When he came closer enough, I finally managed to recognize his face. He was well- known to the dwellers of the city. Children and grownups would call him Disco at any encounter. His first and family name were either unknown or uninterested. Who on earth would care about his real name and place of origin as he didn’t live in a building with windows and a number hanging on its door? Who could show interest in his situation as a human being since he was merely referred to as “Disco, the drunkard or madman or juvenile delinquent”? The open air on the fringe of the city was his home and another tramp at his age was a mate and brother.
Few were those who would see him as the product of a society where class, language, education and family background are what define a human being. The nonconformist revolutionary spirit that had hitherto lain dormant in him, was suddenly set free to shout a string of abuses to the void, to the air, to the vehicles… Though he fixed his gaze on the huge crowd at the terrace, his vacant look clearly suggested that his heartfelt insults targeted some distant vile creature or demon that might have been held accountable for his plight. “What have I done to be kept at arm’s length?” “Am I not a citizen like you and you… to have a home, get married, have children and send them to school?” “How many more years do I have to sleep outdoors bearing the stinging cold of winter and the sweltering heat of summer?” “I need my share of the wealth; stop reaping voraciously the fruit of the trees my grandparents, parents and kinsmen planted long time ago … leave something for me, leave something for me, selfish louts, voracious eaters …” Disco sealed these words with the last mouthful of the liquid. He immediately raised the bottle and flung it to the ground. He looked sideways at the GP who handed him two cigarettes; he lit one and hid the other in the pocket where the bottle had been partly concealed. He let out a guffaw followed by a deafening shout that overwhelmed the waiter in such a way that he almost spilt the cup of the coffee on the tray. Disco turned his back, muttered “indifference” several times and trudged up the street as he puffed out a cloud of smoke.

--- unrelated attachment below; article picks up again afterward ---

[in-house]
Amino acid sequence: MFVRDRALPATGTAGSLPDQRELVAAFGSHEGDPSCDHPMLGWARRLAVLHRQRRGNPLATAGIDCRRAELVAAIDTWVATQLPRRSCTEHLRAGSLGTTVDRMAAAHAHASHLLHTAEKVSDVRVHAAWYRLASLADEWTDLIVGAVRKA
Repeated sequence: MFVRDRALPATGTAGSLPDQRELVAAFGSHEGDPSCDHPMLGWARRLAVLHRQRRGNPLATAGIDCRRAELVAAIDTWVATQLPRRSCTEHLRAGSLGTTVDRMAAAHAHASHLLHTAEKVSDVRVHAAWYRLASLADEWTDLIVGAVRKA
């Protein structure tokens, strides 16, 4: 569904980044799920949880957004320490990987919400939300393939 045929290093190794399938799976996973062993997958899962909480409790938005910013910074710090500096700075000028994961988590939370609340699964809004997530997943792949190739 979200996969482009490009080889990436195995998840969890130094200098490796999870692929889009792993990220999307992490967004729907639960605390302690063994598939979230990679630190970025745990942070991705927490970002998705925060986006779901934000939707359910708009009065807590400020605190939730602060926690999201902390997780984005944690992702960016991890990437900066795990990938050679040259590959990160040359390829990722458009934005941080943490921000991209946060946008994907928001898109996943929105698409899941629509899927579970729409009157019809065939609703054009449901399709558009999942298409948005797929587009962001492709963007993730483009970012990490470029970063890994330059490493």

The GP who was sitting alone at the table seemed to have already diagnosed Disco as schizophrenic. “Poor Disco is addressing his hallucinations. Auditory and visual hallucinations constitute the salient symptoms of schizophrenia.” As for me, I didn’t react to the doctor’s medical discourse. I simply thought that Disco’s last word “indifference” was more telling than all the medical jargon of the GP, who was now putting out the butt of his fifth cigarette on the ash tray. I resumed my reading for a while when a shoeshine boy offered to clean my shoes but I declined the offer. Two farmers, a few inches away, were talking about tilling the land and the possibility of selling another cow the following week, and a group of teachers were beguiling the time away playing chess. Before a sturdy beggar had reached my table, I could hear the muezzin calling for the evening prayer. By the time I had concluded my religious duty and made my way home, Disco might have already got to the nearby dump in search of some dinner.